Cube modeling with Excel PowerPivot in BI planning solutions and scenarios


Applies to: SharePoint Server 2010 Enterprise

Topic Last Modified: 2011-01-24

In this article:

An alternative to data modeling in Microsoft SQL Server 2008 Analysis Services (SSAS) is to build the multidimensional model directly in Microsoft Excel 2010 by using PowerPivot. PowerPivot provides the ability for users to build sophisticated data models from the familiar Excel environment that most IWs are comfortable with. Some considerations to note when you are building PowerPivot models including the following:

  • PivotTables do not support write-back to PowerPivot models.

  • Security is defined over the workbook and not on particular slices of PowerPivot data.

  • No support for parent child hierarchies.

PowerPivot is designed for the group of users that want to work with data directly. Assuming that IWs have access to pre-scrubbed data, PowerPivot provides the mechanism for self-modeling or self-service BI.

We build the Forecast cube with PowerPivot with the same dimensionality as the one we have for the SQL Server 2008 Analysis Services cube. To do this, we will take advantage of several of the tables that we have previously defined in our relational data model. These include the dimension and fact tables.

Note that we can basically borrow the same see comment-dimensional design from our SQL Server 2008 Analysis Services-based cube for use in our PowerPivot model, with the main exception being there is no native support for parent child hierarchies. When we have to show a Chart of Accounts, we can use Data Analysis Expression (DAX) to emulate the necessary account aggregations for use in the PowerPivot model.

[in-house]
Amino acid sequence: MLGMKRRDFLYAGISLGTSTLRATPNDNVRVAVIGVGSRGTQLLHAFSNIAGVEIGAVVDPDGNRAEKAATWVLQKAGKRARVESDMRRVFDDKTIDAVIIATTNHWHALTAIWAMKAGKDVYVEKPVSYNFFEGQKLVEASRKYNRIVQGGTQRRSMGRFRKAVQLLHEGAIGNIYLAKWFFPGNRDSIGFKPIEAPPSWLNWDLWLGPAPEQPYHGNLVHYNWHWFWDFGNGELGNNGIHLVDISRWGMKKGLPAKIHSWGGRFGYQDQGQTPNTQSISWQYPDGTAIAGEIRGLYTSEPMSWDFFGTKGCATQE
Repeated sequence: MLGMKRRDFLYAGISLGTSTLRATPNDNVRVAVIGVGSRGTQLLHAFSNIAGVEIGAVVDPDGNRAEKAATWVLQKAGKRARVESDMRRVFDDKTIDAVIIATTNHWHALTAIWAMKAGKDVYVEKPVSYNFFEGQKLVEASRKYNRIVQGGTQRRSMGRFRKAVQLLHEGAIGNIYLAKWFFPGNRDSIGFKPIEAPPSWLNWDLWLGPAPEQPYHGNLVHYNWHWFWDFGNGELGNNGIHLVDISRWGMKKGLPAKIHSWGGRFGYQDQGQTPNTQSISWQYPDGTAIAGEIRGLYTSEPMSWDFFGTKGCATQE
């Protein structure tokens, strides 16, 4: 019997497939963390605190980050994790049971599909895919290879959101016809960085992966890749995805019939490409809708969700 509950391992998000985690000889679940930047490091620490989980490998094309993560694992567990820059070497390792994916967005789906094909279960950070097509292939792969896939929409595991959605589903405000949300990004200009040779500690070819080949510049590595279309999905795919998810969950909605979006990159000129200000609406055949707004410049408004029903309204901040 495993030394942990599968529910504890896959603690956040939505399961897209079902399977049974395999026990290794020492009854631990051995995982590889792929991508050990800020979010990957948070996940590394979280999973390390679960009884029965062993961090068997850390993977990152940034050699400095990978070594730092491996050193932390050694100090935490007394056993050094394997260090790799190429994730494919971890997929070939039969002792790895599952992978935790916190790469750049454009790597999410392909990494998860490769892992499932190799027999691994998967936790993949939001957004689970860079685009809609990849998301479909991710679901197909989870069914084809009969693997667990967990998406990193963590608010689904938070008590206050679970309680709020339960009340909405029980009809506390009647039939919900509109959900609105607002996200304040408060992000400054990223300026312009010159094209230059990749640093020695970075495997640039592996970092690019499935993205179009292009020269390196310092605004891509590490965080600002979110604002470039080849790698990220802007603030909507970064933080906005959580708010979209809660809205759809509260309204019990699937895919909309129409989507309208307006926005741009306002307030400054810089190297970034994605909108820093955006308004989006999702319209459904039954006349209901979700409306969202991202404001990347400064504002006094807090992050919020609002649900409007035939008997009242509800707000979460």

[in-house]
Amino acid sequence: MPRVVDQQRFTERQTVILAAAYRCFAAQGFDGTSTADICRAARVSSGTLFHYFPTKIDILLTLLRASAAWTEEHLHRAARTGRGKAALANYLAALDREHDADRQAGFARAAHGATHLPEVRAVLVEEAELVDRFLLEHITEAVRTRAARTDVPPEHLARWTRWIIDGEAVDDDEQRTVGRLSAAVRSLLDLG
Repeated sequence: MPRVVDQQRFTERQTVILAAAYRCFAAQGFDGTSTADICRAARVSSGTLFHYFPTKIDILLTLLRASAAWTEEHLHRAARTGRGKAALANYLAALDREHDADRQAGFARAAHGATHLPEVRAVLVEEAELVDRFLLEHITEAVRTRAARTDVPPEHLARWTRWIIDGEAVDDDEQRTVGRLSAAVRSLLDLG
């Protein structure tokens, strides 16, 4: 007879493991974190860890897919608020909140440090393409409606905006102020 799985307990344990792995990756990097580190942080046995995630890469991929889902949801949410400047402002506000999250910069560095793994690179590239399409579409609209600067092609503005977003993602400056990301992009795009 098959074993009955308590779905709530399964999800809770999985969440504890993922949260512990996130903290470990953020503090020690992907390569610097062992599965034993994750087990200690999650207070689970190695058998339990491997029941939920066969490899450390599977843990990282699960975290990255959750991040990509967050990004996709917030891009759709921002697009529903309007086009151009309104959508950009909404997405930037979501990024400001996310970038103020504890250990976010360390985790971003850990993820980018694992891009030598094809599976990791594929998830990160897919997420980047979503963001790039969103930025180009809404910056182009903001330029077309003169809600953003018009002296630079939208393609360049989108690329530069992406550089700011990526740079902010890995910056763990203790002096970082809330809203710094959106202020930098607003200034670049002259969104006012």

The overview of the process to build a PowerPivot model from the relational tables we have includes the following:

  • Connect to relational database.

  • Select the appropriate dimension and fact tables.

  • Design table relationships.

  • Publish to Microsoft SharePoint Server 2010.

With PowerPivot client Add-in installed within Excel 2010:

  1. Start the PowerPivot window under the PowerPivot tab.

  2. From the Home tab, click From Database, and then click From SQL Server.

For the Forecast model, we will bring in the following tables to our PowerPivot model:

  • D_Account

  • D_Geography

  • D_Product

  • D_Scenario

  • D_Time

  • F_Forecast_CoreMG_Writeback

Next, we will define the relationships between our fact tables with all the related dimension tables. The MemberId columns are the primary keys on the dimension tables, whereas the fact table contains 5 foreign keys relating back to the dimension tables.

When the data model in PowerPivot is complete, you can immediately start to explore by using PivotTables. Here you can select what you want to see on rows, columns, slicers and data. A very nice feature in PowerPivot PivotTable is the slicers that let you quickly filter down the data that is relevant to you.

Using SharePoint Server 2010 PowerPivot Gallery, IWs can store data models created by PowerPivot. By using PowerPivot models, IWs can build dashboards, reports and scorecards. The same goes for building forms to support functions of planning, budgeting and forecasting. As called out previously, PowerPivot does not natively support many planning based scenarios such as PivotTable writeback to the underlying data model.

Once the model is complete and ready to be published on SharePoint, the model can be saved directly to the URL of the PowerPivot Gallery location. IWs can consume the shared data model either by creating a workbook off the shared data model or directly updating the PowerPivot workbook.